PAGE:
Figure 4.

Dissociation of embarrassment with [EMB WITH] and embarrassment for [EMB FOR] another. (A) Render images depict specific activation for embarrassment with and embarrassment for another and show the results of the post hoc contrasts [EMB WITH − NEUT] ∩ [EMB WITH − EMB FOR], as well as [EMB FOR − NEUT] ∩ [EMB FOR − EMB WITH], using a threshold at t(123) > 4.61, P < 0.05, FWE corrected. The stronger activation for EMB WITH in the bilateral posterior STS (pSTS) is coded in red/yellow and the stronger activation in response to EMB FOR in the left amygdala (AMY) is coded in blue. (B) Parameter estimates at the peak of the corresponding effect in the bilateral pSTS and the left AMY for EMB WITH and EMB FOR. Parameter estimates show mean ± SEM.

Based on these findings, we further examined the dynamics of the functional interactions of the activated pSTS clusters. To this aim, we conducted PPI analyses contrasting the functional connectivity of the bilateral pSTS in the context of EMB WITH and EMB FOR. The results show the right pSTS to have significantly greater signal correspondence, specifically with the bilateral IPL, and the left posterior and middle insular cortex in the EMB WITH condition (see Fig. 5 and Table 2). These clusters were sufficiently large to survive the corrected cluster-extent threshold [one-sample t-test, t(31) > 2.74, P < 0.005 uncorrected, k ≥ 415]. A region of interest (ROI) analysis within the brain regions activated by the conjunction ([EMB WITH − NEUT] ∩ [EMB FOR − NEUT]) also revealed stronger correlations of the BOLD response with the left AI [one-sample t-test, t(31) = 3.28, P = 0.025, corrected within ROI]. For the left pSTS, a similar pattern was observed; however, this was significant only at the uncorrected threshold. There were no significant effects for the PPI contrasting EMB FOR with EMB WITH, either for the left or the right pSTS. Finally, we conducted an exploratory PPI analysis for the left amygdala (see Supplementary Methods), but did not find any positive or negative effects at corrected thresholds.

Figure 5.

Increased functional connectivity with the right posterior STS (pSTS) during embarrassment with [EMB WITH] when compared with embarrassment for [EMB FOR] another. Render images show the results of a psychophysiological interaction analysis on the group level, with a threshold at t(31) > 2.74, P < 0.005, uncorrected. Clusters with a significant increase in function coupling with the right pSTS during EMB WITH were found in the bilateral IPL, as well as posterior, middle, and frontal aspects of the left insula.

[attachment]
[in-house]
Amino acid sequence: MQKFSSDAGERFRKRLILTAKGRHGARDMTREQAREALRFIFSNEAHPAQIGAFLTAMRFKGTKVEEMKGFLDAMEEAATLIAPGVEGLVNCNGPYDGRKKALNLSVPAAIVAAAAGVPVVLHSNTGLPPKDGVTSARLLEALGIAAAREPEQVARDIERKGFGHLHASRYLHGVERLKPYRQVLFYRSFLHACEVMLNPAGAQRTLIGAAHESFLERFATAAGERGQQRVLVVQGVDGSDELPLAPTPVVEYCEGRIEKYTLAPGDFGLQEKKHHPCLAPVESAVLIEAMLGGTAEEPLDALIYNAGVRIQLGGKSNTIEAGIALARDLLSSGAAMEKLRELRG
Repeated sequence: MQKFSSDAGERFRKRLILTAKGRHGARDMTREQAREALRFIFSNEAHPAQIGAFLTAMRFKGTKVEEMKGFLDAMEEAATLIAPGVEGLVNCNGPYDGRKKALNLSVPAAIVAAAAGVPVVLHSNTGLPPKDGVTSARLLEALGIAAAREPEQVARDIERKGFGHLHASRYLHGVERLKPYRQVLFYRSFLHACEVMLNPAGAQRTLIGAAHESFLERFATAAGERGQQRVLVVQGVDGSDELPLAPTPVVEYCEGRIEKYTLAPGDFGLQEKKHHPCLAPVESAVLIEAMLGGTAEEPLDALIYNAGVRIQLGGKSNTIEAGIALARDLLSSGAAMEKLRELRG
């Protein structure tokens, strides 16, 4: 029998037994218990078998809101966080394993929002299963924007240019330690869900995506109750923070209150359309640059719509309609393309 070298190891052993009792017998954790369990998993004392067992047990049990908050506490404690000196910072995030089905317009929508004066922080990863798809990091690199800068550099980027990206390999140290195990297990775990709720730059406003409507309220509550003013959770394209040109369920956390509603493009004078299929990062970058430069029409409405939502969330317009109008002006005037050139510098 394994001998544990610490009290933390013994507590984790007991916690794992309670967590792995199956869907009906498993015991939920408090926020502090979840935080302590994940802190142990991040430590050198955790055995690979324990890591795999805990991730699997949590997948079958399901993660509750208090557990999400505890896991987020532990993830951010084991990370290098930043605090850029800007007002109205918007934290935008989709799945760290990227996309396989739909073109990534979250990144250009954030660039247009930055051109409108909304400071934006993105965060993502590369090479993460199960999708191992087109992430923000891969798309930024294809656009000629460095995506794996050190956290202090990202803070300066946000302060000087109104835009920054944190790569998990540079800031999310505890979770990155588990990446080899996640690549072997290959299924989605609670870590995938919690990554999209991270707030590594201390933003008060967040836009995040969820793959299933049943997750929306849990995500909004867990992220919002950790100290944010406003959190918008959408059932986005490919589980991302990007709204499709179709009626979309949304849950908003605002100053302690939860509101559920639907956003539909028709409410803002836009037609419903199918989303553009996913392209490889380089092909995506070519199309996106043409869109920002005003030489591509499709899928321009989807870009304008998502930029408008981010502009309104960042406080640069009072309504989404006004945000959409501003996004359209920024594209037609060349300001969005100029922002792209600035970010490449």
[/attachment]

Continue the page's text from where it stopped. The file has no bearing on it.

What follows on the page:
Figure 5.

Increased functional connectivity with the right posterior STS (pSTS) during embarrassment with [EMB WITH] when compared with embarrassment for [EMB FOR] another. Render images show the results of a psychophysiological interaction analysis on the group level, with a threshold at t(31) > 2.74, P < 0.005, uncorrected. Clusters with a significant increase in function coupling with the right pSTS during EMB WITH were found in the bilateral IPL, as well as posterior, middle, and frontal aspects of the left insula.

Discussion

The ability to extract subtle behavioral cues from complex social environments in order to evaluate the appropriateness of one's own and others' behaviors forms a foundation for sociality and contingent behavior. People's display of embarrassment provides such a cue. However, in everyday life, there is a broad range of situations in which people exhibit flaws, blunders, or norm violations without displaying any signs of embarrassment about their actions. Nevertheless, perceivers experience embarrassment on behalf of another. With the current study, we provide new insights into common and dissociated neural processes of these forms of social pain.

On the broadest level, the present results highlight that areas involved in empathizing with others' physical pain, the AI and the ACC (Lamm and Singer 2010), as well as those associated with the inference about another person's mental state, the mPFC and TP (Lieberman 2007; Hein and Singer 2008), consistently respond to threats to another's social integrity. These results confirm previous neuroscience studies using social rejection to induce social pain from the first-person perspective (Eisenberger et al. 2003; Dewall et al. 2010; Kross et al. 2011) and empathically from the third-person perspective (Immordino-Yang et al. 2009; Beeney et al. 2011; Masten et al. 2011). This shared evidence corroborates that social pain from the perceiver's perspective involves activation both within areas that code the affective quality of the social suffering and brain systems linked to processes of mentalizing. The latter particularly gains relevance in the context of embarrassment at others' flaws, because threats to one's social integrity result from the expected negative evaluations in-the-eyes-of-others (Miller 1996; Keltner and Buswell 1997; Takahashi et al. 2004; Tangney et al. 2007). Here, the mPFC and the TP have a general role related to reflecting about oneself in the context of a complex social scenario (Finger et al. 2006), which is the dominant feature of the embarrassment experience from the perceiver's perspective (Krach et al. 2011). The mPFC, specifically, has been associated with the processing of social event knowledge (Krueger et al. 2009), a fundamental component in generating assumptions about the do's and dont's of social situations. Accordingly, patients with extensive damage to mPFC have been reported to experience less embarrassment after engaging in inappropriate behavior compared with controls (Beer et al. 2006). Neuroimaging evidence further shows that the mPFC is consistently engaged in recalling experiences from the past (Schacter et al. 2007), as well as reflecting about one's own and others' future events (Buckner and Carroll 2007). Intriguingly, this mPFC engagement is in line with the earliest conceptualization of embarrassment on behalf of others' mishaps, which already considered reflections about one's own past experiences (Miller 1987).